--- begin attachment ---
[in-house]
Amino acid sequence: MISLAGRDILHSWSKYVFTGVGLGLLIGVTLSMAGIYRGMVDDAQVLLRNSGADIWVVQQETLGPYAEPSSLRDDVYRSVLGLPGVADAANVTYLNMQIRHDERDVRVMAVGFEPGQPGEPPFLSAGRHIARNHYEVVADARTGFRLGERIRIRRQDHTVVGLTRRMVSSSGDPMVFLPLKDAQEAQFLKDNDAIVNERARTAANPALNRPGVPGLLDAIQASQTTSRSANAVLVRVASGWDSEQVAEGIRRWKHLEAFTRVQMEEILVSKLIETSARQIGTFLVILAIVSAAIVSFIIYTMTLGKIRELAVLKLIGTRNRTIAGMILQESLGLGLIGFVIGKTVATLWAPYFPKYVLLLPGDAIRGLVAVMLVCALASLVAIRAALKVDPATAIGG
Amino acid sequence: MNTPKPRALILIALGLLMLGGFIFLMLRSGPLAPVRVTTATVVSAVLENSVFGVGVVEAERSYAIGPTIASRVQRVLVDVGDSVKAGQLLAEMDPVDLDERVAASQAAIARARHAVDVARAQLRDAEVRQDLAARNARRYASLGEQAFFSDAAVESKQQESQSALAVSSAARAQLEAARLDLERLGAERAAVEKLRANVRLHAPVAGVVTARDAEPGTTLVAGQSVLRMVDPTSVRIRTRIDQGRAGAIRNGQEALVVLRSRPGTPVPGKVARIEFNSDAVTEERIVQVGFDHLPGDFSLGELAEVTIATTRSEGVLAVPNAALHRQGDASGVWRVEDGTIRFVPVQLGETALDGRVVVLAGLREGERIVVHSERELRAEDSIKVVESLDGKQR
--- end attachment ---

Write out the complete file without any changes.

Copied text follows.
[in-house]
Amino acid sequence: MISLAGRDILHSWSKYVFTGVGLGLLIGVTLSMAGIYRGMVDDAQVLLRNSGADIWVVQQETLGPYAEPSSLRDDVYRSVLGLPGVADAANVTYLNMQIRHDERDVRVMAVGFEPGQPGEPPFLSAGRHIARNHYEVVADARTGFRLGERIRIRRQDHTVVGLTRRMVSSSGDPMVFLPLKDAQEAQFLKDNDAIVNERARTAANPALNRPGVPGLLDAIQASQTTSRSANAVLVRVASGWDSEQVAEGIRRWKHLEAFTRVQMEEILVSKLIETSARQIGTFLVILAIVSAAIVSFIIYTMTLGKIRELAVLKLIGTRNRTIAGMILQESLGLGLIGFVIGKTVATLWAPYFPKYVLLLPGDAIRGLVAVMLVCALASLVAIRAALKVDPATAIGG
Amino acid sequence: MNTPKPRALILIALGLLMLGGFIFLMLRSGPLAPVRVTTATVVSAVLENSVFGVGVVEAERSYAIGPTIASRVQRVLVDVGDSVKAGQLLAEMDPVDLDERVAASQAAIARARHAVDVARAQLRDAEVRQDLAARNARRYASLGEQAFFSDAAVESKQQESQSALAVSSAARAQLEAARLDLERLGAERAAVEKLRANVRLHAPVAGVVTARDAEPGTTLVAGQSVLRMVDPTSVRIRTRIDQGRAGAIRNGQEALVVLRSRPGTPVPGKVARIEFNSDAVTEERIVQVGFDHLPGDFSLGELAEVTIATTRSEGVLAVPNAALHRQGDASGVWRVEDGTIRFVPVQLGETALDGRVVVLAGLREGERIVVHSERELRAEDSIKVVESLDGKQR